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Galapagos Days 14-15

Genovesa and Santa Cruz Islands


Sept 9, Day 14

El Barranco, Genovesa Island
Today we went to Genova Island, which I think of as fluffball island. The whole island is a nursery for red footed boobies, Nazca boobies, and frigate birds. There are no predators like hawks on the island so you can see nesting boobies and babies everywhere. The babies are all giant white fluffballs (see pics). We also went to an area where there are often owls and while other groups reported seeing no owls, our eagle eyed guide, Fadi, managed to spot one that we could barely make out as they blend into the brown colored terrain. She then managed to spot not one, but two more! I got some pics of one sitting and flying (see pics). Truth be told, I was just pointing in the right direction and snapping pics as the darn things blend so much it was hard to see them unless they were moving. I got lucky three times and those are the pictures you will see.

Afterwards, we did the last snorkel of the trip. We saw some fish, one turtle, and out of the water on the rocks were a bunch of fur seal sealions (sealions that resemble seals so they are called fur seals even though they are a variety of sea lion). However, the fur seals were very lazy and we couldn’t coax any of them into the water with us!

Darwin Bay, Genovesa
We skipped the afternoon excursion as it was a wet landing, and we all had had enough of wet landings, plus there was nothing on the walk to see that we hadn’t seen already. All the days of non stop going was starting to wear on me a bit, and an afternoon off was much needed! Apparently we missed some great times with playful sea lions.

These smaller ships are not as stable as the usual giant Celebrity ships we go on so there is a fair amount of rocking side to side, even when we are anchored off an island. Usually the 5th floor is even more stable as there are 9 decks above it, but here we are the second highest floor. It can make going to the bathroom very challenging, but even worse, it makes me more susceptible to seasickness. Around 11:30 at night I was working on my photo collage when we went through a rougher area and the boat was really rocking, making me nauseous. I put a scopolamine patch on behind my ear earlier that day, but perhaps it had not taken effect yet. Out of desperation, I took my laptop downstairs as low as I could go (almost to the 2nd floor) as the lower levels don’t move as much. I startled a few of the crew members who passed by, but I felt a whole lot better. The medical officer was kind enough to get me some Dramamine and check with the captain to find out when we should get to smoother waters. The night before was also bad and a fellow passenger actually rolled out of bad and suffered minor injuries so she had to miss the day’s excursions.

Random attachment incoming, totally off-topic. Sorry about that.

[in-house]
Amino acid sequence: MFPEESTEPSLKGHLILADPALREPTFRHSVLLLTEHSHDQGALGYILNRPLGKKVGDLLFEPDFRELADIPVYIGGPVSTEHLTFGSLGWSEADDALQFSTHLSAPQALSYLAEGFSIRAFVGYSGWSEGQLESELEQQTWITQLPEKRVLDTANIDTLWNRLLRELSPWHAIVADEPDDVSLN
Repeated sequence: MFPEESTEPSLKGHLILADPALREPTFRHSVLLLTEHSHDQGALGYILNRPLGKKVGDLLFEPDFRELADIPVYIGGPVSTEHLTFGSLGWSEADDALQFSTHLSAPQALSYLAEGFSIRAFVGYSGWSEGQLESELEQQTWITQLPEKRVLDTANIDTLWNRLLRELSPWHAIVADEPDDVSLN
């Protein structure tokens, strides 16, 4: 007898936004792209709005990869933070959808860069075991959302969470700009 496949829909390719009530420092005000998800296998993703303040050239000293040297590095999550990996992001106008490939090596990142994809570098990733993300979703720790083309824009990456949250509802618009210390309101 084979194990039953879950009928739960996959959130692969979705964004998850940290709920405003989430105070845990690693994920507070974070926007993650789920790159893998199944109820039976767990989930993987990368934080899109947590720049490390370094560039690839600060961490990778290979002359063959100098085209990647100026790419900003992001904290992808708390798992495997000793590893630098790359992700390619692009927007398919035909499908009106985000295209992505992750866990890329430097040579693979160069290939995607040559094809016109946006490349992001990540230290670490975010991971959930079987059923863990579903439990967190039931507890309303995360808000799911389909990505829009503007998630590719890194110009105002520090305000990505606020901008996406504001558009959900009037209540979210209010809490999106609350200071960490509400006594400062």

Sept 10, Day 15

Puerto Ayora, Santa Cruz Island
Today we were back on Santa Cruz Island. First we walked through a forested area where there were gigantic craters from the collapse of ginormous lava tubes probably thousands of years ago. Then we got to see giant tortoises in the wild. A land owner saw many tortoises eating on his property so he decided to dedicate 8 acres to them so they could prosper. We saw lots of small and several large tortoises there. We also got to sneak up behind them so they wouldn’t pull into their shell and pose for a picture (no touching or feeding tortoises allowed). We had lunch there and then in the afternoon, we went to a tortoise conservation breeding center.

At the center, they collect eggs found in the wild so they don’t get destroyed or eaten, and incubate them until they are about to hatch. Then they put them back in the ground at same distance as they were buried so they have to dig their way out. Next each baby tortoise is numbered and placed into enclosed areas with their egg mates to grow without predators. Once they are large enough to be “hawk-proof” they are released back in their original location. In addition to the babies, they also had some adults of various types and that was where we saw some saddleback tortoises (see pics).

Picture Collage: https://drive.google.com/file/d/1vOIE5qxodcHkt5X81519mo_3n5lxaPnI/view?usp=sharing

Posted by nutmeg2000 07:41 Archived in Ecuador

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